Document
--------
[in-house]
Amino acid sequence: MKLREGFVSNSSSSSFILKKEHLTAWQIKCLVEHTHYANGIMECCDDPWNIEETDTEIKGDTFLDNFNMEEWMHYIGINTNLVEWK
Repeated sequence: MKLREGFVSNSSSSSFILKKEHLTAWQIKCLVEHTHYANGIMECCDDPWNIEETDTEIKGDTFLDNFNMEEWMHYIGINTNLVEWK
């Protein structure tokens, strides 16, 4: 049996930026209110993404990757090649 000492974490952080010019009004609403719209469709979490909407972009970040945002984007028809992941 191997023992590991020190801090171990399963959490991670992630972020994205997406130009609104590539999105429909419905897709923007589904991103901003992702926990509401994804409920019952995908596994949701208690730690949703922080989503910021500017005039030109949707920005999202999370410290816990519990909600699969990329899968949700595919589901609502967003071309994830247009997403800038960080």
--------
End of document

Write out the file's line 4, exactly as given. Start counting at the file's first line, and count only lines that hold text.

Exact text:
């Protein structure tokens, strides 16, 4: 049996930026209110993404990757090649 000492974490952080010019009004609403719209469709979490909407972009970040945002984007028809992941 191997023992590991020190801090171990399963959490991670992630972020994205997406130009609104590539999105429909419905897709923007589904991103901003992702926990509401994804409920019952995908596994949701208690730690949703922080989503910021500017005039030109949707920005999202999370410290816990519990909600699969990329899968949700595919589901609502967003071309994830247009997403800038960080």